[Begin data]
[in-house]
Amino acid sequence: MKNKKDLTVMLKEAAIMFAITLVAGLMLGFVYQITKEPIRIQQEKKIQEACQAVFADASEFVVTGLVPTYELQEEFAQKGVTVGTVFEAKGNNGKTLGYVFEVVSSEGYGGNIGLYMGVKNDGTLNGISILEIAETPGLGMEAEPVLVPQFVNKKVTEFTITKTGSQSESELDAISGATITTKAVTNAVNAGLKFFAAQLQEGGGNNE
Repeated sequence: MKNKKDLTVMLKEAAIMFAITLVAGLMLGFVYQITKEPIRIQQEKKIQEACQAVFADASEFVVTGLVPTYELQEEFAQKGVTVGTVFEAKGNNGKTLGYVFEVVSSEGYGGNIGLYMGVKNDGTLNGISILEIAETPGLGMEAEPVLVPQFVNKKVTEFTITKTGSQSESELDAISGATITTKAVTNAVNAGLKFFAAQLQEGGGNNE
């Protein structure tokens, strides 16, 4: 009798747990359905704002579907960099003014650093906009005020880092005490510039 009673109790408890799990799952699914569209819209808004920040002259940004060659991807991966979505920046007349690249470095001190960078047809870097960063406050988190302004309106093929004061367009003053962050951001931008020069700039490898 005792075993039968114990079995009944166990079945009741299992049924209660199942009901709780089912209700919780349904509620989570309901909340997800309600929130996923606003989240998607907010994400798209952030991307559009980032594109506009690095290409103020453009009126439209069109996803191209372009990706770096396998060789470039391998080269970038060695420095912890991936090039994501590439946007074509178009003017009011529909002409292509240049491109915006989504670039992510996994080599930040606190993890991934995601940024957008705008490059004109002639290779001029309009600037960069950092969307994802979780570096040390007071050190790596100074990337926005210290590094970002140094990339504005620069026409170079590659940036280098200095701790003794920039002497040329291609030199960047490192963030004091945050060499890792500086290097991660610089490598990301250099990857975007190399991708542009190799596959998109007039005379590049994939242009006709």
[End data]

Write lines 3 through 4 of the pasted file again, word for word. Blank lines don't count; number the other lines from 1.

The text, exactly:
Repeated sequence: MKNKKDLTVMLKEAAIMFAITLVAGLMLGFVYQITKEPIRIQQEKKIQEACQAVFADASEFVVTGLVPTYELQEEFAQKGVTVGTVFEAKGNNGKTLGYVFEVVSSEGYGGNIGLYMGVKNDGTLNGISILEIAETPGLGMEAEPVLVPQFVNKKVTEFTITKTGSQSESELDAISGATITTKAVTNAVNAGLKFFAAQLQEGGGNNE
């Protein structure tokens, strides 16, 4: 009798747990359905704002579907960099003014650093906009005020880092005490510039 009673109790408890799990799952699914569209819209808004920040002259940004060659991807991966979505920046007349690249470095001190960078047809870097960063406050988190302004309106093929004061367009003053962050951001931008020069700039490898 005792075993039968114990079995009944166990079945009741299992049924209660199942009901709780089912209700919780349904509620989570309901909340997800309600929130996923606003989240998607907010994400798209952030991307559009980032594109506009690095290409103020453009009126439209069109996803191209372009990706770096396998060789470039391998080269970038060695420095912890991936090039994501590439946007074509178009003017009011529909002409292509240049491109915006989504670039992510996994080599930040606190993890991934995601940024957008705008490059004109002639290779001029309009600037960069950092969307994802979780570096040390007071050190790596100074990337926005210290590094970002140094990339504005620069026409170079590659940036280098200095701790003794920039002497040329291609030199960047490192963030004091945050060499890792500086290097991660610089490598990301250099990857975007190399991708542009190799596959998109007039005379590049994939242009006709």